Walking into Specimen, the guitar/acoustic workshop located on 1240 North Homan Avenue, is like walking into a alternate present, a 21st century that could have been if the transistor didn't replace the vacuum tube, and acoustics still used wooden horns to amplify noise.
The first thing you see once you walk into the workshop through it's iron doorway is a table filled with row after row of gramophone-type horn speakers, compact, beautiful devices that wouldn't look out of place next to a vase or marble bust.
Beyond this display, you then see a large workshop space, filled with hexagonal work tables, necks and sound boxes for guitars under construction. Next to them are large amplifiers, sound projectors, and sub-woofers, nearly all of them made with carved wooden horn speakers and vacuum-tube based circuits.
It's an aesthetic that hearkens back to the electronic designs of amplifiers from the 1930 and 40s. But Ian Schneller, owner of this workshop, takes strong exception to anyone who says that his vacuum-tube based designs are old-fashioned or obsolete.
“The 1930s, in many ways, was the apex of electronic development.” he said as he showed people through the workshop and presented his many interesting amplifier designs to them. “These amps, properly handed, will never wear out. This?” He remarked, fishing out his iPhone. “This won't last for even three years.”
Ian's artistic love of old-style gramophone-type devices and pre-transistor technology is tempered by a fair bit of utilitarianism: he likes to use old electronics and wood-working techniques with distinct advantages over conventional modern ones.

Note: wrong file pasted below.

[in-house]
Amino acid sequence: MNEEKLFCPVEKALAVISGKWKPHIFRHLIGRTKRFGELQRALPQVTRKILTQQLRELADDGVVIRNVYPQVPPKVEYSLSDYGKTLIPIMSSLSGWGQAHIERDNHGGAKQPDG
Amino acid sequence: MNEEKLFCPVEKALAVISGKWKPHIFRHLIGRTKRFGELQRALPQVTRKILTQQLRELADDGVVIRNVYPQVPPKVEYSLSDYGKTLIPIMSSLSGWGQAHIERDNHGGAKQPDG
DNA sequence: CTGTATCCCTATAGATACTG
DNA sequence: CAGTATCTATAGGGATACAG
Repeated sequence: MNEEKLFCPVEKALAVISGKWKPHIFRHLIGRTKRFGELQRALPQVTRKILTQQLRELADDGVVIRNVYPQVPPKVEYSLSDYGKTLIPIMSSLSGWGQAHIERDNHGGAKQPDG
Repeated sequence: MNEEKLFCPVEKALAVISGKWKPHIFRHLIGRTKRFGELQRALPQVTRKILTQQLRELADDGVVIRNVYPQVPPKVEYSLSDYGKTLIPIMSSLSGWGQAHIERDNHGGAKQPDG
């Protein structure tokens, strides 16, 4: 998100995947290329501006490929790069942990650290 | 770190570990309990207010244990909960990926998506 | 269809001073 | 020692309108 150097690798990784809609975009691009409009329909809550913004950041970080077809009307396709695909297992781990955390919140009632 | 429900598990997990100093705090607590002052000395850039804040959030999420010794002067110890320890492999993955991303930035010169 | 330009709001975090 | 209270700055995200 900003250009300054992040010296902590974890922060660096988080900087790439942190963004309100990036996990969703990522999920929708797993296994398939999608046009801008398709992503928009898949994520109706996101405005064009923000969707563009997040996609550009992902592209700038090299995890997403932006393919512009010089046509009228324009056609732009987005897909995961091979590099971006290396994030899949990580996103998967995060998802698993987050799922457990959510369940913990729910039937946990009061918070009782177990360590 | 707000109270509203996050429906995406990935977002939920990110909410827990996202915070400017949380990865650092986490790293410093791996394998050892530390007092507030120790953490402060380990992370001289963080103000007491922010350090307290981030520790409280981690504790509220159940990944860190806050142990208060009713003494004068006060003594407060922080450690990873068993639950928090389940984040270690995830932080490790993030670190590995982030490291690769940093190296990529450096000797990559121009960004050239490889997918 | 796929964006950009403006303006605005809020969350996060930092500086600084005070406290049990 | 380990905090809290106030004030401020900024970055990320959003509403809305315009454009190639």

For instance, while pointing out the bulb-like vacuum tubes that sprout from the top of many of his devices, he explained how he ordered many of them from antique store stock and factories in Russia and China.
He drew particular attention to a vacuum tube with a red bottom rim. This model, he said, is the 65L7 vacuum-tube, a tube that was used in the Saturn 5 lunar rocket's onboard calculators.
As he showed off some gramophone-type horns that group of interns from the Art Institute are carving out, he explained that they use recycled newsprint and dryer lint (“The most wasted resource on the planet”, he remarks) to coat the outside of the horns. To seal this outer layer, they then coat the coating with a glue made from the excretions of the wood-eating 'Lao' beetle–a classic 'liquid wood' varnish that Stradivarius applied to his violins.
Schneller has lots of larger-scale projects in the works. Among them are twin-horned amplifiers mounted on a spinning motor, broadcasting rhythm and blues strains in a Dopplerized form of stereo, and aerodynamic wood horn sculptures that spin in the breeze like wind turbines, delivering music from a large, carnival ride-like mobile.
At the same time he's running a series of workshop events that stretch far into the new year, teaching college students and curious hobbyists how to build guitars, ukuleles, frets, Hi-Fi stereo tubes, and other marvelous musical contraptions.
In short, Specimen is a school and workshop where people can learn a lot about old style electronics and the basics of guitar and amp making. Just don't call Ian's amps 'steampunk': he doesn't like that.